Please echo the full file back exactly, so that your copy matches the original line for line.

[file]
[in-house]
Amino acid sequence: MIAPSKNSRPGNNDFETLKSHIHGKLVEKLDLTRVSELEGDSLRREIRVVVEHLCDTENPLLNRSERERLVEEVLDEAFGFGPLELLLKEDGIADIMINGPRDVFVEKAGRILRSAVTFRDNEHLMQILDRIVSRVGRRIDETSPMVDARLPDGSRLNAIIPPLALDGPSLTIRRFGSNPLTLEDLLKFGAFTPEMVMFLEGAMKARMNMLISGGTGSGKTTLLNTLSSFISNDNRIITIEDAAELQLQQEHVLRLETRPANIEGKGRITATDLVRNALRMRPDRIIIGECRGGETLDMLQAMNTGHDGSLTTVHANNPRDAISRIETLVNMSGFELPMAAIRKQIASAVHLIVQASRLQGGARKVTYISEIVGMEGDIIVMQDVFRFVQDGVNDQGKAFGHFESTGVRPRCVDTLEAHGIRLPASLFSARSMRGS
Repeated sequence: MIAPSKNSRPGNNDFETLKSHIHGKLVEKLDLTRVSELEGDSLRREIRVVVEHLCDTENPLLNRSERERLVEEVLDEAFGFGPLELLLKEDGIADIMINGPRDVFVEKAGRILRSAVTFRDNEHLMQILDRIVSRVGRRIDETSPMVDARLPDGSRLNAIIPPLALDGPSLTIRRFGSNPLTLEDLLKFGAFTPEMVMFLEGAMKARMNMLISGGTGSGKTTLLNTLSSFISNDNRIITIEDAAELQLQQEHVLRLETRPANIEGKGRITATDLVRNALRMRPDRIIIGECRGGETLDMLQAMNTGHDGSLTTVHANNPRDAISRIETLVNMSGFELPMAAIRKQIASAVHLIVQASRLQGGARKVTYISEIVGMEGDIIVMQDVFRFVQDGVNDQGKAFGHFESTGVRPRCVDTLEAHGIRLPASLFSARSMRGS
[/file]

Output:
[in-house]
Amino acid sequence: MIAPSKNSRPGNNDFETLKSHIHGKLVEKLDLTRVSELEGDSLRREIRVVVEHLCDTENPLLNRSERERLVEEVLDEAFGFGPLELLLKEDGIADIMINGPRDVFVEKAGRILRSAVTFRDNEHLMQILDRIVSRVGRRIDETSPMVDARLPDGSRLNAIIPPLALDGPSLTIRRFGSNPLTLEDLLKFGAFTPEMVMFLEGAMKARMNMLISGGTGSGKTTLLNTLSSFISNDNRIITIEDAAELQLQQEHVLRLETRPANIEGKGRITATDLVRNALRMRPDRIIIGECRGGETLDMLQAMNTGHDGSLTTVHANNPRDAISRIETLVNMSGFELPMAAIRKQIASAVHLIVQASRLQGGARKVTYISEIVGMEGDIIVMQDVFRFVQDGVNDQGKAFGHFESTGVRPRCVDTLEAHGIRLPASLFSARSMRGS
Repeated sequence: MIAPSKNSRPGNNDFETLKSHIHGKLVEKLDLTRVSELEGDSLRREIRVVVEHLCDTENPLLNRSERERLVEEVLDEAFGFGPLELLLKEDGIADIMINGPRDVFVEKAGRILRSAVTFRDNEHLMQILDRIVSRVGRRIDETSPMVDARLPDGSRLNAIIPPLALDGPSLTIRRFGSNPLTLEDLLKFGAFTPEMVMFLEGAMKARMNMLISGGTGSGKTTLLNTLSSFISNDNRIITIEDAAELQLQQEHVLRLETRPANIEGKGRITATDLVRNALRMRPDRIIIGECRGGETLDMLQAMNTGHDGSLTTVHANNPRDAISRIETLVNMSGFELPMAAIRKQIASAVHLIVQASRLQGGARKVTYISEIVGMEGDIIVMQDVFRFVQDGVNDQGKAFGHFESTGVRPRCVDTLEAHGIRLPASLFSARSMRGS